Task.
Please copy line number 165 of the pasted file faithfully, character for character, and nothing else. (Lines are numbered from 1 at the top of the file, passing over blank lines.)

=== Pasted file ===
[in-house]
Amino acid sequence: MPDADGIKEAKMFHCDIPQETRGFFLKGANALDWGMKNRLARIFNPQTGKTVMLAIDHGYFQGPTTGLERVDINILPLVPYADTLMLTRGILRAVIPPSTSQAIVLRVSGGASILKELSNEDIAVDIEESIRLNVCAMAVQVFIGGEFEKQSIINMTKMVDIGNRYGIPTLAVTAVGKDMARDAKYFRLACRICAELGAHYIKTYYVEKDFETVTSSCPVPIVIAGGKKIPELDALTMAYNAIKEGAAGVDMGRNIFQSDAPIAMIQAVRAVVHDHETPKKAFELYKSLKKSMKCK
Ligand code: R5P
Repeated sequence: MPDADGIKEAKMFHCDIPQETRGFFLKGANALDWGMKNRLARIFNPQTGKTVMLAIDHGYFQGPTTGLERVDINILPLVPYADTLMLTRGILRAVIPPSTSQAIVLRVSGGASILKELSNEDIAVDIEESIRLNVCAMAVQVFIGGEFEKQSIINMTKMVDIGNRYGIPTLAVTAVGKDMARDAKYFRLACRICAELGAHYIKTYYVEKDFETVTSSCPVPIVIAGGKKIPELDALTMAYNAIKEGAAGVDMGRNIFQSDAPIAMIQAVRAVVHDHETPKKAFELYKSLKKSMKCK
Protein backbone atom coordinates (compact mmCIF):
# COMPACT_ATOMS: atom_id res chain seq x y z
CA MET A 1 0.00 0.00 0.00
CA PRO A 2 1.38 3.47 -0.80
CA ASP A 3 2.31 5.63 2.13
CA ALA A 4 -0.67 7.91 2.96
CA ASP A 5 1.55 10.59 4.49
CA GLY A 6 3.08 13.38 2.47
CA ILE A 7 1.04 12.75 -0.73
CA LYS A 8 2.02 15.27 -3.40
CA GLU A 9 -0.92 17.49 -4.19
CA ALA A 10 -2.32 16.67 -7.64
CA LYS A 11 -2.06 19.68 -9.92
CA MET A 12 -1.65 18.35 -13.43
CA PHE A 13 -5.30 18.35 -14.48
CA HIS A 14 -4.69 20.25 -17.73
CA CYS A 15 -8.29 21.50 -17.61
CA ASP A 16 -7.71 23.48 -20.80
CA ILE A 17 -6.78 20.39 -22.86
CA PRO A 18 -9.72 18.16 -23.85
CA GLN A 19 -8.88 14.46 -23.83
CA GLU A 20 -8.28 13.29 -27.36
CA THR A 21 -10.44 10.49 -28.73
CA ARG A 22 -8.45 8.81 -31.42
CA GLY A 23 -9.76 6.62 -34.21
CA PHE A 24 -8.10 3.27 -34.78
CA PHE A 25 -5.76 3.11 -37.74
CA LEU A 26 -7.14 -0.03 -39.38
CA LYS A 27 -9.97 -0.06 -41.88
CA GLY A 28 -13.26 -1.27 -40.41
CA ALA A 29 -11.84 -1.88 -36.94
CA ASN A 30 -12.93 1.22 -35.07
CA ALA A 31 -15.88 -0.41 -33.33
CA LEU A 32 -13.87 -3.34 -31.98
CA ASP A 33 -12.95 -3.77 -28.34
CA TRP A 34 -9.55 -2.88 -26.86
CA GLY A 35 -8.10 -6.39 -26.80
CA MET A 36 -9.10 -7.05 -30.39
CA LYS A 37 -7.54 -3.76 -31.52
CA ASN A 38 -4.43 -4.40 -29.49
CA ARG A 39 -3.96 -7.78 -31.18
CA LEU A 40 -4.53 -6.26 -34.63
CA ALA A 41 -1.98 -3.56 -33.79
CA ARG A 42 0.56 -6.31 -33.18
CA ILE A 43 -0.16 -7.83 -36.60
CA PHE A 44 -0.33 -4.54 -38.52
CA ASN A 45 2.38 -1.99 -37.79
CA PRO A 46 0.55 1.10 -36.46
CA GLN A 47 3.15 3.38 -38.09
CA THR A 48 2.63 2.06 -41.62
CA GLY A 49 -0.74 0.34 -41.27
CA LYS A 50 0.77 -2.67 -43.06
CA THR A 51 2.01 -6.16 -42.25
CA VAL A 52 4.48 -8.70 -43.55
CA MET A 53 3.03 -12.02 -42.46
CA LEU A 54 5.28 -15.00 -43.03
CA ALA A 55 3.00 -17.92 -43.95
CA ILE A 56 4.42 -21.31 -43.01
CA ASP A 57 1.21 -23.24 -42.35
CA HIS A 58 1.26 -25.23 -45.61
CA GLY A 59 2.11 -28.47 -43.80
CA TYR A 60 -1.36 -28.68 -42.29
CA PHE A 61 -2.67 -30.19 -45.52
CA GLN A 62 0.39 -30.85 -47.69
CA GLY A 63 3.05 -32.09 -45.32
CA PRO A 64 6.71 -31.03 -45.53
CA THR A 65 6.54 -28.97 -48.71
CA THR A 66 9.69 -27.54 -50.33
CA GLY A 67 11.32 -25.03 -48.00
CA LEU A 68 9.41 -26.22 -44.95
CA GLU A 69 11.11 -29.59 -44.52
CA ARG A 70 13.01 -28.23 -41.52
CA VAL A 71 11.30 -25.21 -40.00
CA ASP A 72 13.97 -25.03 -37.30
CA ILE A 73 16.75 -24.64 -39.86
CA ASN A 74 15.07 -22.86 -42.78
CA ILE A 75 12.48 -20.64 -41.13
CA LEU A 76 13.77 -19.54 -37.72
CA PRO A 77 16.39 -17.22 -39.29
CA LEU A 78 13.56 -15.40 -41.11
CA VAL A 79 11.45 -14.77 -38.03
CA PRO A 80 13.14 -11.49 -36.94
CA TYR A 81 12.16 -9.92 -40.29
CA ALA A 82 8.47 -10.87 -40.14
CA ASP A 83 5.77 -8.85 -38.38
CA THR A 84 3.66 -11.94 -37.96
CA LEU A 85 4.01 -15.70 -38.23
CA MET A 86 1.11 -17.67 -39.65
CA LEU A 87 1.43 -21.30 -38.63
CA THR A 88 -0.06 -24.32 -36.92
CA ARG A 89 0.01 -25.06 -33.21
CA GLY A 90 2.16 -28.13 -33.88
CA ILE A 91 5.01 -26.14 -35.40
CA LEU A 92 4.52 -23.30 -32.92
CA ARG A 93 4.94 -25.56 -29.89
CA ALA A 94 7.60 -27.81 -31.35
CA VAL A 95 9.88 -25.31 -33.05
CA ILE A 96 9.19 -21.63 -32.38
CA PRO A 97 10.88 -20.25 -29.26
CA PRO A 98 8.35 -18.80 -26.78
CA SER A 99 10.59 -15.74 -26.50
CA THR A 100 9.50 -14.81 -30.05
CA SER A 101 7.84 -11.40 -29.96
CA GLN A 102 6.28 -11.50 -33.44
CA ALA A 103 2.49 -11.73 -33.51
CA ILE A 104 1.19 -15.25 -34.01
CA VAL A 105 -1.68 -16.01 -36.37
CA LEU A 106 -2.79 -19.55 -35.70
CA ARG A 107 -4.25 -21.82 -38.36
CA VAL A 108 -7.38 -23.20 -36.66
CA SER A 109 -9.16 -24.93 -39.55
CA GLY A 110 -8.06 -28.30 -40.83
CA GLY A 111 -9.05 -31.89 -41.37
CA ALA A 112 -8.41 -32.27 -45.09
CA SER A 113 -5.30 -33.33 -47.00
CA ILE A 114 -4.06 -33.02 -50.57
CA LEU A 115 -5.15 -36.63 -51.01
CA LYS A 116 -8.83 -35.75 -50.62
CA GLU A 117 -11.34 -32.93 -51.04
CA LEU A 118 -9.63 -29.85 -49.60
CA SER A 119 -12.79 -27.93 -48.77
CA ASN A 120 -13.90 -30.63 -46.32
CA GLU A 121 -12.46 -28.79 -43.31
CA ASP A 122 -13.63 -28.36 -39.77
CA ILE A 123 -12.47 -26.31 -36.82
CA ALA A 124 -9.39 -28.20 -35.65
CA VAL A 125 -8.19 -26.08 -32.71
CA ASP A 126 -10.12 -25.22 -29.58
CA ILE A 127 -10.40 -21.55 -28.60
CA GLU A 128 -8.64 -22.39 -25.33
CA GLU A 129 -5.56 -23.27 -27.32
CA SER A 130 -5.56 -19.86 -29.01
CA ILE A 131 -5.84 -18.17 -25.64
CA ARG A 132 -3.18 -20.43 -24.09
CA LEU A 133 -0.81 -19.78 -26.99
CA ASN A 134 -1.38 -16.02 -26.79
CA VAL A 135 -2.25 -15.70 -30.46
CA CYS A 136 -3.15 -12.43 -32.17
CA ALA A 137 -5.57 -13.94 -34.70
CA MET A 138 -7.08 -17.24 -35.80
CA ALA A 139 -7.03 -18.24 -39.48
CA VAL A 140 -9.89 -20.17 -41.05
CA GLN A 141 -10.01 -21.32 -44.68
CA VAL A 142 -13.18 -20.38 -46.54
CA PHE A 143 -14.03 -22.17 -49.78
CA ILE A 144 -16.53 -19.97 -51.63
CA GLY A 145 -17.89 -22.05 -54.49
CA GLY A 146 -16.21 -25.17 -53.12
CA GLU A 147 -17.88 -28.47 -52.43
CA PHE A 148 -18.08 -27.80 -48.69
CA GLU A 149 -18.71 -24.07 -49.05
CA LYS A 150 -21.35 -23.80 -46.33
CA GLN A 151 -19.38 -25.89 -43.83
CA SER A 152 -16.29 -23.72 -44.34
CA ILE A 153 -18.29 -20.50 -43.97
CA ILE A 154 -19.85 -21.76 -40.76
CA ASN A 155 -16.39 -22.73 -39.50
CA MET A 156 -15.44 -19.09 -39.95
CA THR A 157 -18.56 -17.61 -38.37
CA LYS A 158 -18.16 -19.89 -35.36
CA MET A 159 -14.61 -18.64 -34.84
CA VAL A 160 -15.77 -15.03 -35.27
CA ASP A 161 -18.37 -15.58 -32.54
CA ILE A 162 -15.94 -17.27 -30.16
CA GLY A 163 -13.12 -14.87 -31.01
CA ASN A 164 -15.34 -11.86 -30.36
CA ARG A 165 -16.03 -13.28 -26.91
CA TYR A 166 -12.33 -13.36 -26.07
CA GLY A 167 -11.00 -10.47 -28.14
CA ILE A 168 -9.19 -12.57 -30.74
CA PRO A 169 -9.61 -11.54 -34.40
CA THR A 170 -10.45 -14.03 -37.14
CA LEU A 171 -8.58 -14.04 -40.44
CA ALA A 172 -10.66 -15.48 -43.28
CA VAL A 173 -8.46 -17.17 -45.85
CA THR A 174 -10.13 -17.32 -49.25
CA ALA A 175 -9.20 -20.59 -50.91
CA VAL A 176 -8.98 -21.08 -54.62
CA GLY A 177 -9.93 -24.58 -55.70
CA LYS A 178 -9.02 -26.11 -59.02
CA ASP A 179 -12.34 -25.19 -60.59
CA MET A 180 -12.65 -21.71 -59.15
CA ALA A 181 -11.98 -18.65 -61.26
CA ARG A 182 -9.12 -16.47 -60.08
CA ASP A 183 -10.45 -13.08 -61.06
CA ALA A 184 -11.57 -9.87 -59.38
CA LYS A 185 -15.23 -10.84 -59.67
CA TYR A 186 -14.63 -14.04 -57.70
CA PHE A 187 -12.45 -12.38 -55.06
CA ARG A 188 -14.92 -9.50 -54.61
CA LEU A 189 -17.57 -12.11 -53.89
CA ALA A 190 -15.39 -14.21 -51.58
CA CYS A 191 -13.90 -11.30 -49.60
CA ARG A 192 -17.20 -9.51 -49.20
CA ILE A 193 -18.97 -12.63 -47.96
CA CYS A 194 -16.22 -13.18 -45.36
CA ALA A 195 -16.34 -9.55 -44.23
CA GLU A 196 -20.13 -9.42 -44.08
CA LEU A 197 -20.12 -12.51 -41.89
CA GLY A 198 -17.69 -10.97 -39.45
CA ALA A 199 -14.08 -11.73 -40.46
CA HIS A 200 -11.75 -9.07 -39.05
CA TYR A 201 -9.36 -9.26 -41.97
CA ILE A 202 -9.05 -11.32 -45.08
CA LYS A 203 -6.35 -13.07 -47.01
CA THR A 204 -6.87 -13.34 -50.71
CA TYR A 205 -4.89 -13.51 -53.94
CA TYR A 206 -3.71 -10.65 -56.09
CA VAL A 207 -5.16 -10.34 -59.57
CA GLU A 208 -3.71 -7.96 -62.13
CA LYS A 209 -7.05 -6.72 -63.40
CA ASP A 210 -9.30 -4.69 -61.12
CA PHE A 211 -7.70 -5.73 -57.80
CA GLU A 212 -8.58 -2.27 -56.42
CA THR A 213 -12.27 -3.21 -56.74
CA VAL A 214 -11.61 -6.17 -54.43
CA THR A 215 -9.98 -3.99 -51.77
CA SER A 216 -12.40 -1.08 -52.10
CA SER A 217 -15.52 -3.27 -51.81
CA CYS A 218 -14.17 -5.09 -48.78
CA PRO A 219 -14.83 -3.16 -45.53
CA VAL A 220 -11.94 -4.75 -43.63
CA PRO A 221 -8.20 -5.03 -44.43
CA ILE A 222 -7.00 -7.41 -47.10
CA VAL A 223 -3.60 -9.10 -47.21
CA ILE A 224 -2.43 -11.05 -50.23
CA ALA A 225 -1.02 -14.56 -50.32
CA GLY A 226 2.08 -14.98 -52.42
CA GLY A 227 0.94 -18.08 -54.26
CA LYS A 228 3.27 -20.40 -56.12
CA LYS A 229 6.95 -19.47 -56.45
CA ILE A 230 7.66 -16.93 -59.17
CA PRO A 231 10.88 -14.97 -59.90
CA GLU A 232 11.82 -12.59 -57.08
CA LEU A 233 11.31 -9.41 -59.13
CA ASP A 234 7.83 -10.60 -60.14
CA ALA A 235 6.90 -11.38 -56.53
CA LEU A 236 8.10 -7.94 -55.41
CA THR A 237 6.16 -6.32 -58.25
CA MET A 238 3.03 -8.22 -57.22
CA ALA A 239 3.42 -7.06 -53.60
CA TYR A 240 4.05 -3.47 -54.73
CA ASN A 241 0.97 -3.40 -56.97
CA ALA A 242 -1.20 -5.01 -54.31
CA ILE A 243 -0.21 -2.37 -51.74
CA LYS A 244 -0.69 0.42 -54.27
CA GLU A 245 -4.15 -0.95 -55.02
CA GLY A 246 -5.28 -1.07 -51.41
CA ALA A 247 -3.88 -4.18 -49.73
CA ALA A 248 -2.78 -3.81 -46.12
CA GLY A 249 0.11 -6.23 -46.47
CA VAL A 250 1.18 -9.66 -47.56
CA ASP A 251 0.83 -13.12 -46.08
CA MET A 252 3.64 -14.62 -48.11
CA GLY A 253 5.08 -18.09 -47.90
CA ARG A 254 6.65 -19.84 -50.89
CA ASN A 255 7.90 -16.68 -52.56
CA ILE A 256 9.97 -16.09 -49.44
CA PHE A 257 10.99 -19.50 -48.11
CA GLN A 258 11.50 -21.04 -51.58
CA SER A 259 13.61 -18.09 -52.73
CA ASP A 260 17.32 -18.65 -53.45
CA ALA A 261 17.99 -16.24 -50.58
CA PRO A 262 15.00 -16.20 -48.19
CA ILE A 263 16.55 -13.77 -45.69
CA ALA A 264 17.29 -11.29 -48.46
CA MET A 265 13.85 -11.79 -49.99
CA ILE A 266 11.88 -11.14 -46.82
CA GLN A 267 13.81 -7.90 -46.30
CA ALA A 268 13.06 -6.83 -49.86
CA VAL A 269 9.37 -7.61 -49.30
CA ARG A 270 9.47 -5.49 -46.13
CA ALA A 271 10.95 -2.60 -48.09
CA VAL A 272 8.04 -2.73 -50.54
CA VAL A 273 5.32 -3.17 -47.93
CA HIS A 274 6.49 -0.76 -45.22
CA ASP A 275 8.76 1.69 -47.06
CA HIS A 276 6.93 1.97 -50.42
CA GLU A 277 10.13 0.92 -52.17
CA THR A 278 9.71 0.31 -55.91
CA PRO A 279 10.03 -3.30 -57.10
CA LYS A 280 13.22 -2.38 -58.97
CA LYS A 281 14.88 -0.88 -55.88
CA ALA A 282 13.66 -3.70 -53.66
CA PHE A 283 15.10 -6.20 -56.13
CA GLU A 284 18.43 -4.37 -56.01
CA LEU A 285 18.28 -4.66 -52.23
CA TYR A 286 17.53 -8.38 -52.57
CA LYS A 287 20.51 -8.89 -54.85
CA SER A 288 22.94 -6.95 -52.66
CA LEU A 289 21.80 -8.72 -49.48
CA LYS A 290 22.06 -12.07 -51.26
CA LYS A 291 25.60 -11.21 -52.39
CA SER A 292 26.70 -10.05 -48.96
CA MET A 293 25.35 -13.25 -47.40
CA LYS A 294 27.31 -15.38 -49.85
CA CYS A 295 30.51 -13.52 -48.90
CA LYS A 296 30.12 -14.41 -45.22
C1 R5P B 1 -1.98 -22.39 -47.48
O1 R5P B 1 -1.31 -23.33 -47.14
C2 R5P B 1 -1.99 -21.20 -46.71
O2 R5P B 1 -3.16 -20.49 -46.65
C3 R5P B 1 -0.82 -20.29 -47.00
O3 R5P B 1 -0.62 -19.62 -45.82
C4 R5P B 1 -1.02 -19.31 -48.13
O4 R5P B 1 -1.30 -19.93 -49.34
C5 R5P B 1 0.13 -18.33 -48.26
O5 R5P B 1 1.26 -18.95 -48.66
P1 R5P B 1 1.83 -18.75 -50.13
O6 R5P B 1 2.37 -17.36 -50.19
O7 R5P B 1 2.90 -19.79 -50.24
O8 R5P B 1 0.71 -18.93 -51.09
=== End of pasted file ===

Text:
CA MET A 159 -14.61 -18.64 -34.84